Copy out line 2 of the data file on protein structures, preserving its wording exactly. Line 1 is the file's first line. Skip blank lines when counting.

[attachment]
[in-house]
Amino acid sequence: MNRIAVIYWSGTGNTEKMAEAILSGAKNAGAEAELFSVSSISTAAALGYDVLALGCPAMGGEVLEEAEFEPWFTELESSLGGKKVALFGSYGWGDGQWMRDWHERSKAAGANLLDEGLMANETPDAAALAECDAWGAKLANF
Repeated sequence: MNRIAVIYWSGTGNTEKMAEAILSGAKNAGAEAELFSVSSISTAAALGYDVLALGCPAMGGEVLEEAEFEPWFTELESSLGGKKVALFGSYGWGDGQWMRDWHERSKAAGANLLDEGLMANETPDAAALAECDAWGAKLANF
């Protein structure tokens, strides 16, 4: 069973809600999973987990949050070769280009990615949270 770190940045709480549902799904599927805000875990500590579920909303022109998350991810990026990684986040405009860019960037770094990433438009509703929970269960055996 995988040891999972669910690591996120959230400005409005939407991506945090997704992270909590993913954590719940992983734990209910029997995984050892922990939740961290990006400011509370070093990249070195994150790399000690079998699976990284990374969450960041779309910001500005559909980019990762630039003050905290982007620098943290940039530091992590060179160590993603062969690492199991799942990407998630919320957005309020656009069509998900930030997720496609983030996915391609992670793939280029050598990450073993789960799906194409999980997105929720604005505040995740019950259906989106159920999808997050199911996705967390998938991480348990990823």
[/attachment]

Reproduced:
Amino acid sequence: MNRIAVIYWSGTGNTEKMAEAILSGAKNAGAEAELFSVSSISTAAALGYDVLALGCPAMGGEVLEEAEFEPWFTELESSLGGKKVALFGSYGWGDGQWMRDWHERSKAAGANLLDEGLMANETPDAAALAECDAWGAKLANF